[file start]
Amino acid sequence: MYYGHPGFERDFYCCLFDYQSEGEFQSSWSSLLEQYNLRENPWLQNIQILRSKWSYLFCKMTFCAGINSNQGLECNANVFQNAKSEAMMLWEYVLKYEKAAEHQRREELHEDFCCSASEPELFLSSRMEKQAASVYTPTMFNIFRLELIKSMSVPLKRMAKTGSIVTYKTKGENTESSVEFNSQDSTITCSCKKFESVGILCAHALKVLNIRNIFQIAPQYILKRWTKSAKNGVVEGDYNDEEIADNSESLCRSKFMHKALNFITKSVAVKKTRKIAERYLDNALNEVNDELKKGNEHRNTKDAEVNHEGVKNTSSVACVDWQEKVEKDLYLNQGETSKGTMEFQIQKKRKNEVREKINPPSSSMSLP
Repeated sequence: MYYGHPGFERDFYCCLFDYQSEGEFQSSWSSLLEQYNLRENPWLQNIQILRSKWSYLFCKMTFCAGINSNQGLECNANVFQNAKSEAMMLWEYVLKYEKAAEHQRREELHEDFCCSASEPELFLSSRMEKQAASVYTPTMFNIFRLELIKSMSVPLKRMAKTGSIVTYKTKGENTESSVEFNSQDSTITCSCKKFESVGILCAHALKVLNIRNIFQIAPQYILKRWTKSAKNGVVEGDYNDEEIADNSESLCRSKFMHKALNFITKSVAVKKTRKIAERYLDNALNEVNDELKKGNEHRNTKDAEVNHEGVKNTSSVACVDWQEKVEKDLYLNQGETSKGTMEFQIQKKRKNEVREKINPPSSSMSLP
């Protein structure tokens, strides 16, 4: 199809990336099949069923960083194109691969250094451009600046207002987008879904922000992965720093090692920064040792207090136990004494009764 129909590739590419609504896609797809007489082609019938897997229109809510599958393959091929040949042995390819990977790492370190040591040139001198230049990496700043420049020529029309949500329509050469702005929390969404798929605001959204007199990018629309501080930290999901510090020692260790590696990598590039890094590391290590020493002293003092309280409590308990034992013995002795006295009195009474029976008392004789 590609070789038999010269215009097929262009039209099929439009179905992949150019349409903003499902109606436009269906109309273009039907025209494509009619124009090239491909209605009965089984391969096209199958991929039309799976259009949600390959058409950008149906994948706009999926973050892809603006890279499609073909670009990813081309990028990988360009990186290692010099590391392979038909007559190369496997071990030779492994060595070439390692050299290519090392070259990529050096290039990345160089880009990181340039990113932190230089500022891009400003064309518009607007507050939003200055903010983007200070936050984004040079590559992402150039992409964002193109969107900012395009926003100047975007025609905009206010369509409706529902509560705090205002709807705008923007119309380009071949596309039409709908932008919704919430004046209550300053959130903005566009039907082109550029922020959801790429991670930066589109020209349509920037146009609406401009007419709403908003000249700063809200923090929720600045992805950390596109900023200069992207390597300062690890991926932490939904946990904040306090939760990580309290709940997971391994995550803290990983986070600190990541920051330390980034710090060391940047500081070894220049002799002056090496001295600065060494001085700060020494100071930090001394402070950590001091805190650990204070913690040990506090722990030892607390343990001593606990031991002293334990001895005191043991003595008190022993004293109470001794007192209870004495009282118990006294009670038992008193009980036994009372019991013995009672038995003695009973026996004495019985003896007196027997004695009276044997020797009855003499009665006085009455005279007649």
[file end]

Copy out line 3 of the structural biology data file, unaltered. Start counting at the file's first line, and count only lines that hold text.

């Protein structure tokens, strides 16, 4: 199809990336099949069923960083194109691969250094451009600046207002987008879904922000992965720093090692920064040792207090136990004494009764 129909590739590419609504896609797809007489082609019938897997229109809510599958393959091929040949042995390819990977790492370190040591040139001198230049990496700043420049020529029309949500329509050469702005929390969404798929605001959204007199990018629309501080930290999901510090020692260790590696990598590039890094590391290590020493002293003092309280409590308990034992013995002795006295009195009474029976008392004789 590609070789038999010269215009097929262009039209099929439009179905992949150019349409903003499902109606436009269906109309273009039907025209494509009619124009090239491909209605009965089984391969096209199958991929039309799976259009949600390959058409950008149906994948706009999926973050892809603006890279499609073909670009990813081309990028990988360009990186290692010099590391392979038909007559190369496997071990030779492994060595070439390692050299290519090392070259990529050096290039990345160089880009990181340039990113932190230089500022891009400003064309518009607007507050939003200055903010983007200070936050984004040079590559992402150039992409964002193109969107900012395009926003100047975007025609905009206010369509409706529902509560705090205002709807705008923007119309380009071949596309039409709908932008919704919430004046209550300053959130903005566009039907082109550029922020959801790429991670930066589109020209349509920037146009609406401009007419709403908003000249700063809200923090929720600045992805950390596109900023200069992207390597300062690890991926932490939904946990904040306090939760990580309290709940997971391994995550803290990983986070600190990541920051330390980034710090060391940047500081070894220049002799002056090496001295600065060494001085700060020494100071930090001394402070950590001091805190650990204070913690040990506090722990030892607390343990001593606990031991002293334990001895005191043991003595008190022993004293109470001794007192209870004495009282118990006294009670038992008193009980036994009372019991013995009672038995003695009973026996004495019985003896007196027997004695009276044997020797009855003499009665006085009455005279007649």